Still blaming ‘bobotantes’ for the spread of fake news? | Inquirer News
Study seeks focus on PH ‘disinformation economy’

Still blaming ‘bobotantes’ for the spread of fake news?

/ 05:38 AM July 09, 2023

A Pulse Asia survey reveals that about 9 in 10 Filipino adults, or 86 percent, see the proliferation of "fake news" as a problem in the country. turkey jail


It must be so convenient to just blame the “gullible masses” for the spread of fake news.

But a new report on disinformation in the Philippines challenges this “elitist” framing of the problem, noting that at the core of disinformation networks is a brain trust of propaganda gurus, troll farm operators and glib “middle-class creatives” enlisted in the service of political interests for a handsome fee.


The fight against fake news, the report said, should therefore include placing the “disinformation economy” under scrutiny and revisiting the ethical standards that advertising and public relations practitioners should be upholding, especially those who are funding celebrity “influencers” for disinformation campaigns.


“In reality, it’s an open secret that many advertising agencies, PR consultants and influencers earn big bucks during political campaigns,” said Jonathan Corpus Ong, one of the six coauthors of the study titled “The Evolution of Disinformation in Three Electoral Cycles.”

Beyond fact-checking

“We need researcher-journalist coalitions that can trace the money trail of the country’s disinformation economy. That can be the starting point to create pathways to accountability,” said Ong, an associate professor of communication at University of Massachusetts Amherst and at Harvard University.

Released on July 4, the report was funded by the international non-profit Internews and retraced the rise of tech-aided disinformation as a political tool in the country since 2016, mainly during the campaign period leading to the election of Rodrigo Duterte as President.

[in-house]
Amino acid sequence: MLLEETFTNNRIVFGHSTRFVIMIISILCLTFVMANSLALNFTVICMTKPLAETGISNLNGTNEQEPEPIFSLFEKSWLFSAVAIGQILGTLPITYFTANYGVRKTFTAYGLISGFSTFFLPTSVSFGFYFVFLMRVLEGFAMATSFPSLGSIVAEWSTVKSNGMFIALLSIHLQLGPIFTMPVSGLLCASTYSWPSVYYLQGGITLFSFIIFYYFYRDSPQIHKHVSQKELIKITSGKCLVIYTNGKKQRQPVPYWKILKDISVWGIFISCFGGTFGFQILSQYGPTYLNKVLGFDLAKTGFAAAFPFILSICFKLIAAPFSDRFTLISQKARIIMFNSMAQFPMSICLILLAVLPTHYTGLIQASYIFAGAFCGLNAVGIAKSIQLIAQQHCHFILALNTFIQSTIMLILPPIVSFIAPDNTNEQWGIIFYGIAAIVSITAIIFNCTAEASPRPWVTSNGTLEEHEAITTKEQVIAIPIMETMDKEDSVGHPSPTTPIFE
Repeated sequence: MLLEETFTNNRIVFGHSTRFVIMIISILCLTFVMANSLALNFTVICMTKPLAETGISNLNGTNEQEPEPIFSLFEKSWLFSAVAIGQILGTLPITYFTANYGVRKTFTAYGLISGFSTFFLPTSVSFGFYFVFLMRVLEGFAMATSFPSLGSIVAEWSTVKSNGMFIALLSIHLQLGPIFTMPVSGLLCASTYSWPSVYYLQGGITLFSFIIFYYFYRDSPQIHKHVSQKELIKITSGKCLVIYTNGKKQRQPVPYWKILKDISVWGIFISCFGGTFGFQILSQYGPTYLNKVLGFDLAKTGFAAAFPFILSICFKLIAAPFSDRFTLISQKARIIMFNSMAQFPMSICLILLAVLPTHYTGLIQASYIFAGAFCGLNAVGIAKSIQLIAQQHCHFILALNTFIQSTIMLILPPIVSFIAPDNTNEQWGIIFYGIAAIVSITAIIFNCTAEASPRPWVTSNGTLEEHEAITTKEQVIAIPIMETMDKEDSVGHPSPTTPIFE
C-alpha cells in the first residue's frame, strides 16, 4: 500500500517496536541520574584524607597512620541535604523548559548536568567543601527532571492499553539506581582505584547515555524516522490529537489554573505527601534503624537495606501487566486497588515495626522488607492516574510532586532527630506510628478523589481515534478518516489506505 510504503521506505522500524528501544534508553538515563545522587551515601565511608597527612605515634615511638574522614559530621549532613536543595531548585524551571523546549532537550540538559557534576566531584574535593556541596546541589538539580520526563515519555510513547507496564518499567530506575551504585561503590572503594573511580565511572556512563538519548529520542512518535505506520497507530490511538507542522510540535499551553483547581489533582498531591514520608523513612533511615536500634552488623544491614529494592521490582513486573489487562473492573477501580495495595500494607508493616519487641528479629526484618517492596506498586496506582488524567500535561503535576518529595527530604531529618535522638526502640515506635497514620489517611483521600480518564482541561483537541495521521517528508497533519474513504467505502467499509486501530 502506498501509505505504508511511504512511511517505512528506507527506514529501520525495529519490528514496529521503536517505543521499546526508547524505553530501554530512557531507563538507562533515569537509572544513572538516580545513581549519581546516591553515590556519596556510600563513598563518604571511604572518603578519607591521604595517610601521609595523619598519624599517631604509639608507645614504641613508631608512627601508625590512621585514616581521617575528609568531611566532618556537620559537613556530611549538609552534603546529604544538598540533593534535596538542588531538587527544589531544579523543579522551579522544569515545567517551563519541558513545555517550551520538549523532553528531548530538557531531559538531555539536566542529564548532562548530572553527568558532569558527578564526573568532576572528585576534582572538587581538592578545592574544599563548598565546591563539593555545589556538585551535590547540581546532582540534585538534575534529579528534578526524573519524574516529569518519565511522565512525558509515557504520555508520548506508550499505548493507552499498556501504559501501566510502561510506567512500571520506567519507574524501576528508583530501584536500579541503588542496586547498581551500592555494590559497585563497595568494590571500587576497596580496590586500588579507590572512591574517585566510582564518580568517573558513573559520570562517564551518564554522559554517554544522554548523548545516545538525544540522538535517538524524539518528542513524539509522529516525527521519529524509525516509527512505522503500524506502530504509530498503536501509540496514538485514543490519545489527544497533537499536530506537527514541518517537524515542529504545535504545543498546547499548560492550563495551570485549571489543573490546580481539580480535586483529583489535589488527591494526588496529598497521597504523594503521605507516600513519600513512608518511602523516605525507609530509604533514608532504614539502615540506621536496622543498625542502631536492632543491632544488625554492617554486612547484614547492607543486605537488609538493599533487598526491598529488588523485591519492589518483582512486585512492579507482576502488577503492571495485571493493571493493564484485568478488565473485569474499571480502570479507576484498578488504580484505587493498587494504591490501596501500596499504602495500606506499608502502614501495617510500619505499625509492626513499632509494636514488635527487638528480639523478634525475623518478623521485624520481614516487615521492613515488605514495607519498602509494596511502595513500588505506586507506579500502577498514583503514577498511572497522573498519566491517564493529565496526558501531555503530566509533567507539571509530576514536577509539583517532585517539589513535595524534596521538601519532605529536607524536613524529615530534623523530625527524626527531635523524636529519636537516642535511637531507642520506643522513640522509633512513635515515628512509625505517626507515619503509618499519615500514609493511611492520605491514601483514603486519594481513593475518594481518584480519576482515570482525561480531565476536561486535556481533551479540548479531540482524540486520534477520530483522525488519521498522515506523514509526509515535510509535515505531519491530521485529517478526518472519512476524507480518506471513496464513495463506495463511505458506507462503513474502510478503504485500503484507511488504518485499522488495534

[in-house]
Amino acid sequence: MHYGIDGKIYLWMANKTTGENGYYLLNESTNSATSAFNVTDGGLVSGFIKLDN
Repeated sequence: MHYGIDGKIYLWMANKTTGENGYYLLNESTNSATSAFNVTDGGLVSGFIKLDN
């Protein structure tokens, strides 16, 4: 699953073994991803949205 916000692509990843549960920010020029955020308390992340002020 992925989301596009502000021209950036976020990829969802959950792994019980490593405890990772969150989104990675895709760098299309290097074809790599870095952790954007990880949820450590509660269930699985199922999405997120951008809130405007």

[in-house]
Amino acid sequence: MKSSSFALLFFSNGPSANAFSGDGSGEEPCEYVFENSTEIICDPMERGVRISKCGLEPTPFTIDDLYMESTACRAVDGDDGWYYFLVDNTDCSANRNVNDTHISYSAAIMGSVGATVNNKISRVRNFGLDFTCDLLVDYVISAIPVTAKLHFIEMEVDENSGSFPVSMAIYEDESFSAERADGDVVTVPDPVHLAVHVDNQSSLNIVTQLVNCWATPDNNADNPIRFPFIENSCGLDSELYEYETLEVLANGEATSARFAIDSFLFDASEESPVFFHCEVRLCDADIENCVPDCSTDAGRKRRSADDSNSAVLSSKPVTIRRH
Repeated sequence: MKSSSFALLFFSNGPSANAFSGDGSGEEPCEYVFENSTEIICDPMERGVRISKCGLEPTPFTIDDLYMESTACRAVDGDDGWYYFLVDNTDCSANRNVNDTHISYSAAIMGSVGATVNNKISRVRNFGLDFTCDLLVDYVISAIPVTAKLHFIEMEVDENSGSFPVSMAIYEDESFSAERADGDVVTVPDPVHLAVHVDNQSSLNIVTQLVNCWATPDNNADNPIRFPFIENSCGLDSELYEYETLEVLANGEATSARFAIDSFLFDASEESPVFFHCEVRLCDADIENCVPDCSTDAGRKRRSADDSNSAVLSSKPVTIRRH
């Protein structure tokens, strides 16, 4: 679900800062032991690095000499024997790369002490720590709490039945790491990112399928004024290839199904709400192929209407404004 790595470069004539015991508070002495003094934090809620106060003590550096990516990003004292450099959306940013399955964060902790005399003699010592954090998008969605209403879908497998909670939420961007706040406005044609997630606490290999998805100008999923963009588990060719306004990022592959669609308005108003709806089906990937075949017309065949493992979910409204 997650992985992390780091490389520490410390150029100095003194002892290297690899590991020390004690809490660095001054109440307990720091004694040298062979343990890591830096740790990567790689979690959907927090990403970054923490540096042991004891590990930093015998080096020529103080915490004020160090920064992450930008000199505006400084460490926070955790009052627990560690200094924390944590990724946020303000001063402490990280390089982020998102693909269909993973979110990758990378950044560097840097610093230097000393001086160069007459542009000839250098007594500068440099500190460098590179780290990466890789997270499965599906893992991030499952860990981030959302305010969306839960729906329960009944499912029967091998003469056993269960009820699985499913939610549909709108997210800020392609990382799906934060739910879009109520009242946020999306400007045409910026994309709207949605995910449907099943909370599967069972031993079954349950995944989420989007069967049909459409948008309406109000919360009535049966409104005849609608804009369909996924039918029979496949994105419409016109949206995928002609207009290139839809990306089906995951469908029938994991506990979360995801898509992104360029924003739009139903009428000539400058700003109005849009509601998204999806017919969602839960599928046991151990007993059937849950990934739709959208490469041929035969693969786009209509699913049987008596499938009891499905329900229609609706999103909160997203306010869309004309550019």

Internews produced the report in the hope of helping like-minded organizations or advocates in their own counter-disinformation efforts.

“For disinformation studies to actually have an impact on the problems it claims to want to address, we need to complement verification and [media] literacy efforts with diverse accountability pathways that can target local industries of disinformation production,” the report said.

Fact-checkers and researchers in the digital space should be more empowered to call out unfair and unethical practices, it added.


‘Presocial media myth’

Blaming the “masa” or “bobotantes” (dumb voters) for the spread of lies and black propaganda during an election season just perpetuates a “very old, presocial media myth,” Ong said in an Inquirer interview, summing up one of the points raised in the report.

“What if we shift the setting? Instead of spotlighting the masa and their beliefs, we focus on the middle-class and their voting patterns,” he added. “What if we tell stories about middle-class creatives crafting disinformation campaigns for a fee? What if our video explainers focus on the corruption and complicity among [our] political and economic elites?”

One way to hold disinformation actors accountable is through legislation that can help expose fake news or troll operations, Ong said.

Regulatory gaps

Another is to secure the commitment of advertising and public relations professionals to adhere to their own code of ethics when handling political clients, he added.

At present, the report said, there are still “clear gaps” for self-regulatory mechanisms within the advertising and PR industries where disinformation operations “continue to hide in plain sight.”

Politically driven disinformation content is largely tied to “unethical and unfair campaigning practices like overspending and skirting regulatory loopholes.”

“Civil society, journalists, and academics need to lobby policymakers to introduce new mechanisms for data collection and monitoring of electoral campaign content and expenditure,” it said. “We need a more robust transparency and accountability framework for election monitoring… while introducing punitive sanctions for abusers.”

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The report also encouraged the promotion of antidisinformation “champions” within the ad and PR industries “to advance organizational reforms from within.”


‘Fake news’ a problem in PH? 9 in 10 Filipinos agree, says Pulse Asia

70% of Pinoys say fake news a serious problem – SWS

TAGS: fake news, troll farm, voters

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